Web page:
Ph.D., Institute for Integrative Genome Biology, Center for Plant Cell Biology
Julia is well-recognized for her expertise in mechanisms of plant adaptive responses to environmental stressors and her pioneering technologies to uncover the activity of genes in specific cell types of multicellular organisms.
Julia Bailey-Serres is Distinguished Professor of Genetics, Director of the Center for Plant Cell Biology, at the University of California, Riverside. She currently holds the University of California MacArthur Foundation Chair. Bailey-Serres is known for her research on mechanisms of plant adaptive responses to environmental stresses. She is recognized for the in-depth dissection of the function of the SUBMERGENCE 1A gene, responsible for survival of rice plants under prolonged submergence as evidenced by its successful use in stabilizing rice grain yield in flood-prone regions of Asia. Her research has defined how plants sense and respond to deficiencies in oxygen and energy. She has pioneered technologies to uncover the activity of genes in specific cell types of multicellular organisms through the capture of ribosomes and the associated mRNAs. Her current research focuses on mechanisms of metabolic and developmental plasticity to water extremes and nutrient deficiencies in rice, wheat, and soybean provided by genes that have an impact in the field. The goal of these investigations is to provide molecular insight into genetic solutions that enhance global food security.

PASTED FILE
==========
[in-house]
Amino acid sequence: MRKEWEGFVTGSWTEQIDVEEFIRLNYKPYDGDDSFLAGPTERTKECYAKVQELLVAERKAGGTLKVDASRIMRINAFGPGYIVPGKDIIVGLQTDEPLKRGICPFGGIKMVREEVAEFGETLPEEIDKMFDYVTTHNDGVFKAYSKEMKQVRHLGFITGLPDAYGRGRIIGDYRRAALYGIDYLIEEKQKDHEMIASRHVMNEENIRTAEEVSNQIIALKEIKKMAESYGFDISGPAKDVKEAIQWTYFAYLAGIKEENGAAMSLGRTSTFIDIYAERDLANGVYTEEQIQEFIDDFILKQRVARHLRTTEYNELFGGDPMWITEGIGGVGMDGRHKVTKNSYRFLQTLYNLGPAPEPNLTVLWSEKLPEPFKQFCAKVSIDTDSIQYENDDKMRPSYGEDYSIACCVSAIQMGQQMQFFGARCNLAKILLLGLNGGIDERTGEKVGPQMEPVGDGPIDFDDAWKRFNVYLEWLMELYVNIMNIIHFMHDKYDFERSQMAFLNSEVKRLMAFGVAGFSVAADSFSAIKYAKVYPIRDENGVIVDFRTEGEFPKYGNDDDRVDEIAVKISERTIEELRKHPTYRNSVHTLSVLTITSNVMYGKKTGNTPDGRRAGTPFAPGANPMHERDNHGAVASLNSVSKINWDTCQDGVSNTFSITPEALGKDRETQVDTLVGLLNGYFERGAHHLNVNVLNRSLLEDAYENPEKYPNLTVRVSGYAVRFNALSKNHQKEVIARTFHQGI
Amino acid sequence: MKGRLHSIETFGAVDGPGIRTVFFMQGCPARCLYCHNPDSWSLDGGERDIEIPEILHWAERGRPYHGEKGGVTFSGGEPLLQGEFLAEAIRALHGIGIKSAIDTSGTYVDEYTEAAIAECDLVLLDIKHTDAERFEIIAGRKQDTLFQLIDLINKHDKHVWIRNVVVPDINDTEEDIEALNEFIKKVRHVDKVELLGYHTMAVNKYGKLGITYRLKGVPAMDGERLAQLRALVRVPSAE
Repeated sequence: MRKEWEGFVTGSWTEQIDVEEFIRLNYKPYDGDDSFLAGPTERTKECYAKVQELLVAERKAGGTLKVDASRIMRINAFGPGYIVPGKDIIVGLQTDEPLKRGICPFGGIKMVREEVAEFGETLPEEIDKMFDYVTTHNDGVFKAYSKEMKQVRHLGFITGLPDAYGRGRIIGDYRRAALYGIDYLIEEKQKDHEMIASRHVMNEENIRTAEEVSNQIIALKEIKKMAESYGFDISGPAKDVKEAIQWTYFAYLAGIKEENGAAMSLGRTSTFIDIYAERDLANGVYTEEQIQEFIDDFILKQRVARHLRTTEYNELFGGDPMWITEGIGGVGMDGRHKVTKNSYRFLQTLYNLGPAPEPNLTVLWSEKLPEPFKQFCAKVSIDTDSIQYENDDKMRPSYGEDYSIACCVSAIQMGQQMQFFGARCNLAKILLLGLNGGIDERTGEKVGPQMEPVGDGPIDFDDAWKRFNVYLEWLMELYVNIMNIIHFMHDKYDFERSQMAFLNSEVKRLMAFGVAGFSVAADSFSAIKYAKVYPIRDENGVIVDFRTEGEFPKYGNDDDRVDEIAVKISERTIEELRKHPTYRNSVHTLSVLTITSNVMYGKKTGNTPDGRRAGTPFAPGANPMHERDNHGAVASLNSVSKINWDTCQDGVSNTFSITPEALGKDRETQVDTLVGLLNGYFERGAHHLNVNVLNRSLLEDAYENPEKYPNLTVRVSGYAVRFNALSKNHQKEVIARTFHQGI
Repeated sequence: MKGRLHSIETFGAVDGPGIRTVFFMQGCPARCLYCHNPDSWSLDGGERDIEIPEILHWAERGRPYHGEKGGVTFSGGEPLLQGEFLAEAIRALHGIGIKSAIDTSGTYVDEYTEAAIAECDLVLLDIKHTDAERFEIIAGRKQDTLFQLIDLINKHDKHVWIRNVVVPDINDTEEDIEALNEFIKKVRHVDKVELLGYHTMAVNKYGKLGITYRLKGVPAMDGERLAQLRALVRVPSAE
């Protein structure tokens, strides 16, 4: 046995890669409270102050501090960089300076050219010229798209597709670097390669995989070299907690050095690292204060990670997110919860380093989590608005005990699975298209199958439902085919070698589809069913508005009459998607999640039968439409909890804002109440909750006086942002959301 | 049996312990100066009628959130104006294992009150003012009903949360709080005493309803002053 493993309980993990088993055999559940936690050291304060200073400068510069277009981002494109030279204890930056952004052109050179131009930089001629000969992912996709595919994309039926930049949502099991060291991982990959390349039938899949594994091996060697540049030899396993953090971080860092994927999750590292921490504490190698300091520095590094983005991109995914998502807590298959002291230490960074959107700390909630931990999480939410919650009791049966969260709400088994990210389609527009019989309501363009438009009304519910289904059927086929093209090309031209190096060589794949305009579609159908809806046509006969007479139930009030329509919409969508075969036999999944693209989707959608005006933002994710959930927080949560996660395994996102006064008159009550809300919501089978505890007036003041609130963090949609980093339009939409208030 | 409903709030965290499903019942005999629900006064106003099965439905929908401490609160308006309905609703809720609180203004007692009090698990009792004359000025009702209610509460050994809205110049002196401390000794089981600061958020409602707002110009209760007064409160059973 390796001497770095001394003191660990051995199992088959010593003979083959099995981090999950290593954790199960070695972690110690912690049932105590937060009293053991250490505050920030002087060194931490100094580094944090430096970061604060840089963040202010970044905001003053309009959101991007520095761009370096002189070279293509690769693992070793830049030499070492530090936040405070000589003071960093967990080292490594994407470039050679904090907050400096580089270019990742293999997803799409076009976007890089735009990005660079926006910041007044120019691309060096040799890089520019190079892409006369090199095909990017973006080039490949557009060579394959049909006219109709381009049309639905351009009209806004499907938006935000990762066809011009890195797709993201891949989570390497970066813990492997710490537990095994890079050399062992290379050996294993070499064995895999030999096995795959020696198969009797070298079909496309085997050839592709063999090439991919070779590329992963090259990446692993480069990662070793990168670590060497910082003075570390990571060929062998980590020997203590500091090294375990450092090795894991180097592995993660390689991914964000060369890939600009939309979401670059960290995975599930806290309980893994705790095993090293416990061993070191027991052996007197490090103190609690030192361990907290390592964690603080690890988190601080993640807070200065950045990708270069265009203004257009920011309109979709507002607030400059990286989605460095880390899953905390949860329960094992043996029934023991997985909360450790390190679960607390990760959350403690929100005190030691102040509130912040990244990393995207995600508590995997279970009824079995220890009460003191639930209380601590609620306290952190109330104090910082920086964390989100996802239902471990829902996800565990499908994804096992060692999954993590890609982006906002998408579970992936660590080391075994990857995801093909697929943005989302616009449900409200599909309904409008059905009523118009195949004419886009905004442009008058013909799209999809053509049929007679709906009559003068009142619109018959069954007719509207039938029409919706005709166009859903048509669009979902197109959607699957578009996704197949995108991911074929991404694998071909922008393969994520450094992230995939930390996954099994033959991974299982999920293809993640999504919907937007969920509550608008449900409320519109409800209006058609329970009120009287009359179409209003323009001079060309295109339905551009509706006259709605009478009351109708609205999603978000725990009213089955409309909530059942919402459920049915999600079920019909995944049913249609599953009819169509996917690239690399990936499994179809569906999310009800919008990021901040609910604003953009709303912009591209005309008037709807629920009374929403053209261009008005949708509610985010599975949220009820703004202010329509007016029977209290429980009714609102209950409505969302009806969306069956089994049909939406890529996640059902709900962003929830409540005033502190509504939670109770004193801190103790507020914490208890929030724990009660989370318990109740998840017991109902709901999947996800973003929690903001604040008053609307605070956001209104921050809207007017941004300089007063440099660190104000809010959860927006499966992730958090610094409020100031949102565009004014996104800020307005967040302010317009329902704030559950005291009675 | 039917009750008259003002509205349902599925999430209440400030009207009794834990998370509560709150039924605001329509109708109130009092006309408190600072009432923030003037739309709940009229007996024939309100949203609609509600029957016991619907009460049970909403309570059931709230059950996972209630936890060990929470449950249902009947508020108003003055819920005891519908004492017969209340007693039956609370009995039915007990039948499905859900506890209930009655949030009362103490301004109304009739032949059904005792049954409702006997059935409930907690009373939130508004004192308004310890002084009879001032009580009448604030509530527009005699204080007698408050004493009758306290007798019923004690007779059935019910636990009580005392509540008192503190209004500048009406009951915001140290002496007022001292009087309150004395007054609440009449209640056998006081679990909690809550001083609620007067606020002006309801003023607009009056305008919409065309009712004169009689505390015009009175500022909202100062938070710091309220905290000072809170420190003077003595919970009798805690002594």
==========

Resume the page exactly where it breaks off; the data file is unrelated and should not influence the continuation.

Bailey-Serres was born and raised in California, graduated from the University of Utah with a B.S. in biology and from the University of Edinburgh with a Ph.D. in botany. She began to work on flooding and gene regulation as a postdoctoral researcher at the University of California, Berkeley, an interest she has maintained as a faculty member of the University of California, Riverside since 1990. She has mentored over 20 postdoctoral researchers and 20 doctoral students. Bailey-Serres is a fellow of the US National Academy of Sciences, American Association for the Advancement of Science, and American Society of Plant Biologists (ASPB). She has served as Secretary for ASPB and as an associate editor for several journals.